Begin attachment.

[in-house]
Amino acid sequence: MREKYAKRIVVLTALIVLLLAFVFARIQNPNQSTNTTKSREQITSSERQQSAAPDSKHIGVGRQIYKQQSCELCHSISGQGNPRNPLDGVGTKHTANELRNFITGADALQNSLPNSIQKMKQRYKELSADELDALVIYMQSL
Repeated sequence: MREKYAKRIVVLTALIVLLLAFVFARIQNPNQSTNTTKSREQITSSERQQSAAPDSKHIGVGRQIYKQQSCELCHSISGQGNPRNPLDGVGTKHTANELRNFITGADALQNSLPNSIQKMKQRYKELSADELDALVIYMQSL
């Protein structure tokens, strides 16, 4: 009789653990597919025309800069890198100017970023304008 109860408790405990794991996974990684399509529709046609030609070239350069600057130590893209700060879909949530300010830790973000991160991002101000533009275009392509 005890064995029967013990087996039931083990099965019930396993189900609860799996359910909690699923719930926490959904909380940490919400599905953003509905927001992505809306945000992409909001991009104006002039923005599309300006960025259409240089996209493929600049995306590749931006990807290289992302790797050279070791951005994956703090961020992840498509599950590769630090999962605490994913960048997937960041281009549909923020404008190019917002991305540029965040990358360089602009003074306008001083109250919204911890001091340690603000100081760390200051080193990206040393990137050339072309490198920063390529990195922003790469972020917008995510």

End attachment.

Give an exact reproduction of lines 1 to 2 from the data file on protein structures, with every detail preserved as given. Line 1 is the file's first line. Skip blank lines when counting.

[in-house]
Amino acid sequence: MREKYAKRIVVLTALIVLLLAFVFARIQNPNQSTNTTKSREQITSSERQQSAAPDSKHIGVGRQIYKQQSCELCHSISGQGNPRNPLDGVGTKHTANELRNFITGADALQNSLPNSIQKMKQRYKELSADELDALVIYMQSL